Bush Set to Unveil Budget Package
Set to address a joint session of Congress and the nation tonight, President Bush will unveil his $1.95 trillion FY 2002 budget, including a 10-year, $1.6 trillion tax cut package -- a proposal that Democrats have criticized as "too much money to the rich at the expense of social programs" such as Medicare, USA Today reports (Hall, USA Today, 2/27). Democrats say that Bush's plan "does not add up" and would "raid the surpluses" in Medicare and Social Security for tax cuts (Caruso/Norton, CongressDaily/A.M., 2/27). "He's treated this federal budget like a giant shell game," Sen. Kent Conrad (D-N.D.) said (Hutcheson, Philadelphia Inquirer, 2/27). Sen. Harry Reid (D-Nev.) added that Bush should "get off the campaign kick" and "scale back" his tax cut to provide additional funding for other initiatives, including a Medicare prescription drug benefit (USA Today, 2/27). "You have to be willing to change direction when you're headed over a cliff," Reid said (Milbank, Washington Post, 2/27). In addition, some Democratic governors also criticized Bush's tax cut. Maryland Gov. Parris Glendening (D) said, "[S]ome of us are very concerned that the tax cut ... is too large and will not permit funding for some key issues, such as education and prescription drug coverage" (Allen/Balz, Washington Post, 2/27).
Despite the criticism, Bush said that his "common sense" budget package will serve as "a blueprint for new beginnings" in America. "I readily concede some appropriators may not like the fact that we're asking there to be fiscal sanity in the federal budget, but that's one of the reasons I became president," he added (USA Today, 2/27). According to a Washington Post/ABC News poll released yesterday, Bush's tax cut plan also faces "obstacles" from the American public, with 35% of respondents backing spending increases for health care and education programs over tax reductions. Only 22% favored a tax cut as a "top priority" (Milbank, Washington Post, 2/27). In addition, a national survey conducted last week by the Pew Research Center for the People and the Press found that support for a tax cut ranks "well behind" spending for Medicare and Social Security (Brownstein, Los Angeles Times, 2/27).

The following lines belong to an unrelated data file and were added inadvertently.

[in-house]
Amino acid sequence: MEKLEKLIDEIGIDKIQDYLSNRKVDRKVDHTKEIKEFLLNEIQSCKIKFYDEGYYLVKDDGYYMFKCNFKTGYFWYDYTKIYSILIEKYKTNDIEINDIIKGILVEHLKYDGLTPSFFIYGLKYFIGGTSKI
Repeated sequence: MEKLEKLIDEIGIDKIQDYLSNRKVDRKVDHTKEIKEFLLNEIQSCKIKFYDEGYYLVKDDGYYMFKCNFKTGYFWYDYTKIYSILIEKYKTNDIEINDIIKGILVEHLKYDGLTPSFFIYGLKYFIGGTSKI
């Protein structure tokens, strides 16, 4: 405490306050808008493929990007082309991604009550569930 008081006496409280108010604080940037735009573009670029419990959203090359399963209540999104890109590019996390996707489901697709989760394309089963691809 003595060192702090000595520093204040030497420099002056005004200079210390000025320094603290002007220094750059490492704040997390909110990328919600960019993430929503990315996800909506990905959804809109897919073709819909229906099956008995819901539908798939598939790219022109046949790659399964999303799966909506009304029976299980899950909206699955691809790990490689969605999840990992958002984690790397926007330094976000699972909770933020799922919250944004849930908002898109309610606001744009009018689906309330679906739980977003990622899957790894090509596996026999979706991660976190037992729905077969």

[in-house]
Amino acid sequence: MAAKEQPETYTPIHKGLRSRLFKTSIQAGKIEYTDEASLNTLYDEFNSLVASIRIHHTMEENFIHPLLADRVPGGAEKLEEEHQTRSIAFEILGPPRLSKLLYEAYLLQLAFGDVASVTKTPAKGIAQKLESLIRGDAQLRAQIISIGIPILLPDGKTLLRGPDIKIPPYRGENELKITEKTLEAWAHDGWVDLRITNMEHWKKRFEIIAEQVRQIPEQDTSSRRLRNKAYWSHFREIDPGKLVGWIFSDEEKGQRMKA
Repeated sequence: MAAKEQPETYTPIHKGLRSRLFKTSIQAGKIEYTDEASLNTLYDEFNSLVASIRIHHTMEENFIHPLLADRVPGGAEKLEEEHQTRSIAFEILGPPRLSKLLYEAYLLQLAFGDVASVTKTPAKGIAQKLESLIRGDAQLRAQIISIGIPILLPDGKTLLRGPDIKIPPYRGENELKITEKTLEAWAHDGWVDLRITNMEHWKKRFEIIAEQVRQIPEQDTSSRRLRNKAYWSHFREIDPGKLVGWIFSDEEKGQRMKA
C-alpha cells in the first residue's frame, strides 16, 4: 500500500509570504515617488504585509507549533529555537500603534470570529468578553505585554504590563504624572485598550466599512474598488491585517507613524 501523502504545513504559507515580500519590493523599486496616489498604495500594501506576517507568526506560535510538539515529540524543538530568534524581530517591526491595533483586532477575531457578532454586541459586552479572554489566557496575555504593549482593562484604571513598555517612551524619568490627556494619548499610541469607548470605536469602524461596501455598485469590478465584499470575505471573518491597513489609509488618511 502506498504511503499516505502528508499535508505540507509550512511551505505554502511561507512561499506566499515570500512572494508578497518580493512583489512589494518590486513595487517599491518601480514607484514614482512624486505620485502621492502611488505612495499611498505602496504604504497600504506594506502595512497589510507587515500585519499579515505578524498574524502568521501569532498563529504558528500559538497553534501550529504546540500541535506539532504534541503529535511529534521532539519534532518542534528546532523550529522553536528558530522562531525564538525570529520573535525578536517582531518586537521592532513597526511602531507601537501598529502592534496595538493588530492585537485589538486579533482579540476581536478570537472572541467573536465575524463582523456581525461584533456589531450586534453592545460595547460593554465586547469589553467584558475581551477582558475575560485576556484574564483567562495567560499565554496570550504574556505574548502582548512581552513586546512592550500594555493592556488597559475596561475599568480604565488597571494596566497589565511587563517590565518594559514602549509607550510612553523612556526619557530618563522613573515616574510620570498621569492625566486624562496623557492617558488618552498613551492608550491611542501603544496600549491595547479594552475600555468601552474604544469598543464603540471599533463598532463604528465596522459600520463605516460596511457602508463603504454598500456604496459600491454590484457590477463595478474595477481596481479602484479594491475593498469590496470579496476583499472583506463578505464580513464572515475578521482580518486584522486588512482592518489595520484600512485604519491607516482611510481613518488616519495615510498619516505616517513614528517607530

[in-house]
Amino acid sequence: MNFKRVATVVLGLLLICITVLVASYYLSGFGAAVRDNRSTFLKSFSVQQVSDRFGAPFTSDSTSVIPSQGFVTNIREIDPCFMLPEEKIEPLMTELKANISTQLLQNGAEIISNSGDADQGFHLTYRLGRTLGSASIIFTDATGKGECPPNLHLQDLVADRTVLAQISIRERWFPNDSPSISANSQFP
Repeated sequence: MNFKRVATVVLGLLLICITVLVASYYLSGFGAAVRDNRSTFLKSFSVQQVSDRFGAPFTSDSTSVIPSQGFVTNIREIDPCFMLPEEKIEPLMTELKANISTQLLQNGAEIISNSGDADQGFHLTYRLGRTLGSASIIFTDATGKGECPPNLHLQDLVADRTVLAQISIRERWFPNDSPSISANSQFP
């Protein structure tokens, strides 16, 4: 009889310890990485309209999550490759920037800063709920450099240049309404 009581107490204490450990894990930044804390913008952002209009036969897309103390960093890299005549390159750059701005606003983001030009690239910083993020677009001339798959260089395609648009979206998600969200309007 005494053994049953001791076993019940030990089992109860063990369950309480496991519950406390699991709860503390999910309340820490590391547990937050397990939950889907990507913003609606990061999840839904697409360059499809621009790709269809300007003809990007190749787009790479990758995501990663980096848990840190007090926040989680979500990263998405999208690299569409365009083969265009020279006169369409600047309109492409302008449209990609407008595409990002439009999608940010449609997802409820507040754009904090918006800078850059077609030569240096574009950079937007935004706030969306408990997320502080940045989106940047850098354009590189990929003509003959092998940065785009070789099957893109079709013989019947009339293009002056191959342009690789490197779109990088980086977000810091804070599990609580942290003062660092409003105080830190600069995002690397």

In addition to his tax cut proposal, Bush also plans to "reiterate his belief" in "fundamental reforms" for Medicare and Social Security during his speech tonight. However, White House sources said that Bush "has not yet decided on how to pursue" a Medicare overhaul "or even when to take up the issue." One senior health official said that Bush has not decided whether to craft a "detailed" Medicare reform package or back legislation in Congress. "That's part of the discussion now," the official said (Goldstein, Washington Post, 2/27). Bush's budget proposal will also include several health care initiatives, such as doubling spending for medical research and earmarking $124 million for new community health centers to provide care for more than four million uninsured Americans (Hall, USA Today, 2/27). The president's speech will begin tonight at 9 p.m. EST and last about 40 to 50 minutes. After the address, Senate Minority Leader Tom Daschle (D-S.D.) and House Minority Leader Dick Gephardt (D-Mo.) will offer the Democratic response (Milbank, Washington Post, 2/27).